Jonathan Rauch is a guest scholar at the Brookings Institution and the author of “Gay Marriage: Why It Is Good for Gays, Good for Straights, and Good for America.”
The recent finding, in a Washington Post-ABC News poll, that support for same-sex marriage has reached a remarkable 58 percent of Americans should make the Obama administration think hard. Not about same-sex marriage but about marijuana.
Anytime now, Attorney General Eric Holder is expected to make an announcement about marijuana, one of the administration’s trickier policy problems. In November, two states, Colorado and Washington, passed ballot initiatives — by strong margins — to legalize marijuana use. Both states established regulatory systems akin to those for alcohol, though Washington’s is somewhat more stringent. And both states acted in defiance of federal marijuana policy: The 1970 Controlled Substances Act makes marijuana illegal and places it in the same class as heroin.
How should the administration respond to this frontal challenge? The answer is: View it not as a threat but as an opportunity.
Many drug warriors disagree. They want the federal government to threaten state-licensed marijuana growers and distributors, and their bankers and landlords, with criminal enforcement. Several former directors of the Drug Enforcement Administration recently called on President Obama to launch a lawsuit preempting the states’ actions, much as he did in challenging Arizona’s immigration law a few years ago. (The Supreme Court delivered a mixed ruling on that challenge.)
Squashing the states, however, is easier said than done. All but a small fraction of the people who enforce the marijuana laws work for state and local governments and answer to state law. Although states cannot break federal law, neither must they step in and enforce it. Federal prosecutors probably could shut down regulated marijuana distributors in Colorado and Washington with relative ease by sending threatening letters to landlords and bankers. But that would leave those states, and others that follow, with the option of legalizing marijuana without regulating it, because unconditional legalization under state law is indisputably within the states’ power. The effect of removing states’ troops from the battlefield would be to strand the federal government with marijuana laws it could not enforce.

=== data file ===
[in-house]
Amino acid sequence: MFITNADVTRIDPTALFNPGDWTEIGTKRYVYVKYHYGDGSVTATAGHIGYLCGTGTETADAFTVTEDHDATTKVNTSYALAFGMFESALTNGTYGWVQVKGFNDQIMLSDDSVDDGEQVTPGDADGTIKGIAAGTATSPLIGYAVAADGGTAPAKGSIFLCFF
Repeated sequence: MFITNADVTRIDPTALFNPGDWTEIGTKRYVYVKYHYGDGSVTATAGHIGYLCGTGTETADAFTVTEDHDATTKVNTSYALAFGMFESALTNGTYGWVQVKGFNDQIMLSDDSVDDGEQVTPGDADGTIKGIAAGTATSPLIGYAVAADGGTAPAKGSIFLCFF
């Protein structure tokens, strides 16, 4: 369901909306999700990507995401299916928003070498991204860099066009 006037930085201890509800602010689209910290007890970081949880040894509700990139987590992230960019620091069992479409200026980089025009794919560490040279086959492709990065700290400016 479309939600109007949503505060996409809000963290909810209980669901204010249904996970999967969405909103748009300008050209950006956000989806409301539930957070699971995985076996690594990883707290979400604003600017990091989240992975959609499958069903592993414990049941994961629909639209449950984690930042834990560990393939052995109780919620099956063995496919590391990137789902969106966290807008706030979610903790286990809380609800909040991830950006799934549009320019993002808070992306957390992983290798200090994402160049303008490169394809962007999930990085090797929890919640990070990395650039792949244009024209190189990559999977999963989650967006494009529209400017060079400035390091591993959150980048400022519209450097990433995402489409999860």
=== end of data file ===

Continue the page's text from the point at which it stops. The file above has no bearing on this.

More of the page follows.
The chaos that might result would be counterproductive even (or especially) for drug hawks. Instead of shutting down the states’ experiments, then, the federal government might better serve the policy goals of the Controlled Substances Act by working with Colorado and Washington to concentrate federal and state enforcement on high federal priorities, such as preventing legalized marijuana from spilling across state borders.
There is another, more positive, case for cooperation as well. It is best understood by looking at the lessons of same-sex marriage.
In a number of important respects, marijuana legalization and same-sex marriage track closely. Both are controversial social issues about which public opinion has changed dramatically in the past few years; on both issues, polls show the public closely divided but tipping toward legalization.